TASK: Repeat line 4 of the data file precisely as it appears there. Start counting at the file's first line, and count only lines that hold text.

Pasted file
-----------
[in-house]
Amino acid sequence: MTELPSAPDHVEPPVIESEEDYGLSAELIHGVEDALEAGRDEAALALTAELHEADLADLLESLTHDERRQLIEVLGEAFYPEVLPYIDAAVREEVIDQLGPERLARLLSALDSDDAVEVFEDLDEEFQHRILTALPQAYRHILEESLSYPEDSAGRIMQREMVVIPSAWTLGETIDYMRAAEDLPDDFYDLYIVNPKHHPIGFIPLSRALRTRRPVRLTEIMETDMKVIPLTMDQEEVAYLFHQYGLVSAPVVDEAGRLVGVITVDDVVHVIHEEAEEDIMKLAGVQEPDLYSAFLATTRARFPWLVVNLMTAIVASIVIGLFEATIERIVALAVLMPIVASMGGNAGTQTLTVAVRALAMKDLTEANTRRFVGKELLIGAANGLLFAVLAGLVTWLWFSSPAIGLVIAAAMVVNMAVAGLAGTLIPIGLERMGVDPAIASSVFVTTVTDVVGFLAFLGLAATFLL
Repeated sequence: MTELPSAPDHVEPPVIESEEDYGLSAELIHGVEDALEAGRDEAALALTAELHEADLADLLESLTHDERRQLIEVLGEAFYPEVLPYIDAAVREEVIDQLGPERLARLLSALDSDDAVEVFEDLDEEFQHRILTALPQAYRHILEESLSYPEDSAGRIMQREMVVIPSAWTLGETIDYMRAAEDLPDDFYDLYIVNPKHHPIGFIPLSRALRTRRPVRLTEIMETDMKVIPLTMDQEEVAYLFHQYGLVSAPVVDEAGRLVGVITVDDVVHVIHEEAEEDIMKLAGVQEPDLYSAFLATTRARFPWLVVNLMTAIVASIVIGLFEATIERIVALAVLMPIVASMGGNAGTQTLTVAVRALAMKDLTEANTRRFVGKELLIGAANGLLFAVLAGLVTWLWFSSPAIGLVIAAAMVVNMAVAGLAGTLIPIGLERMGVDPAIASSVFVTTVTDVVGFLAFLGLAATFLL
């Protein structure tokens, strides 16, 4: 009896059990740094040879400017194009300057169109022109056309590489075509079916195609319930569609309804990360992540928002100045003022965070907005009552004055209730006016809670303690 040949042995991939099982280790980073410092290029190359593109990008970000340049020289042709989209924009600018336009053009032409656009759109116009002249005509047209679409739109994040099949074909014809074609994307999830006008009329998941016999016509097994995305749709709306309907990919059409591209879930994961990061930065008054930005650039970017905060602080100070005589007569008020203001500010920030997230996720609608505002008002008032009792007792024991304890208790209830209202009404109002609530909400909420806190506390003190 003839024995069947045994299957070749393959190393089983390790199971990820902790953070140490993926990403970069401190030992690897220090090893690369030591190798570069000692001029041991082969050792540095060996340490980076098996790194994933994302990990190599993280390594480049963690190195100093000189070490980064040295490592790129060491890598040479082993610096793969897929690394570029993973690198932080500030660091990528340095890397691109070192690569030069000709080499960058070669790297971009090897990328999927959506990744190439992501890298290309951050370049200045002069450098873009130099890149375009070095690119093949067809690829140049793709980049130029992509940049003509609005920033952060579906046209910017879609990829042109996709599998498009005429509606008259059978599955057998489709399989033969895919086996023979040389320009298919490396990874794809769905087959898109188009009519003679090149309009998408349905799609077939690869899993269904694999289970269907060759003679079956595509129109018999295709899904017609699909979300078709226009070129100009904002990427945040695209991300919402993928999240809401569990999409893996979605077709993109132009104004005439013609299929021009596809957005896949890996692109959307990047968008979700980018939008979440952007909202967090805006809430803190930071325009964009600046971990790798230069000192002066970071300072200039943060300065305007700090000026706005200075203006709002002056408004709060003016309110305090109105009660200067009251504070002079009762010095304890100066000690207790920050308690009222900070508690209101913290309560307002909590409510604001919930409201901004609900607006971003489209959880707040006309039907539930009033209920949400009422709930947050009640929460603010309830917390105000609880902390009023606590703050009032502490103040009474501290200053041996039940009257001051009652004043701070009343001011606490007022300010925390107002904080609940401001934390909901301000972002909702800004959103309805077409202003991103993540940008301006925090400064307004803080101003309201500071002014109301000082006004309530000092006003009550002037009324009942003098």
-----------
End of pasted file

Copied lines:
């Protein structure tokens, strides 16, 4: 009896059990740094040879400017194009300057169109022109056309590489075509079916195609319930569609309804990360992540928002100045003022965070907005009552004055209730006016809670303690 040949042995991939099982280790980073410092290029190359593109990008970000340049020289042709989209924009600018336009053009032409656009759109116009002249005509047209679409739109994040099949074909014809074609994307999830006008009329998941016999016509097994995305749709709306309907990919059409591209879930994961990061930065008054930005650039970017905060602080100070005589007569008020203001500010920030997230996720609608505002008002008032009792007792024991304890208790209830209202009404109002609530909400909420806190506390003190 003839024995069947045994299957070749393959190393089983390790199971990820902790953070140490993926990403970069401190030992690897220090090893690369030591190798570069000692001029041991082969050792540095060996340490980076098996790194994933994302990990190599993280390594480049963690190195100093000189070490980064040295490592790129060491890598040479082993610096793969897929690394570029993973690198932080500030660091990528340095890397691109070192690569030069000709080499960058070669790297971009090897990328999927959506990744190439992501890298290309951050370049200045002069450098873009130099890149375009070095690119093949067809690829140049793709980049130029992509940049003509609005920033952060579906046209910017879609990829042109996709599998498009005429509606008259059978599955057998489709399989033969895919086996023979040389320009298919490396990874794809769905087959898109188009009519003679090149309009998408349905799609077939690869899993269904694999289970269907060759003679079956595509129109018999295709899904017609699909979300078709226009070129100009904002990427945040695209991300919402993928999240809401569990999409893996979605077709993109132009104004005439013609299929021009596809957005896949890996692109959307990047968008979700980018939008979440952007909202967090805006809430803190930071325009964009600046971990790798230069000192002066970071300072200039943060300065305007700090000026706005200075203006709002002056408004709060003016309110305090109105009660200067009251504070002079009762010095304890100066000690207790920050308690009222900070508690209101913290309560307002909590409510604001919930409201901004609900607006971003489209959880707040006309039907539930009033209920949400009422709930947050009640929460603010309830917390105000609880902390009023606590703050009032502490103040009474501290200053041996039940009257001051009652004043701070009343001011606490007022300010925390107002904080609940401001934390909901301000972002909702800004959103309805077409202003991103993540940008301006925090400064307004803080101003309201500071002014109301000082006004309530000092006003009550002037009324009942003098």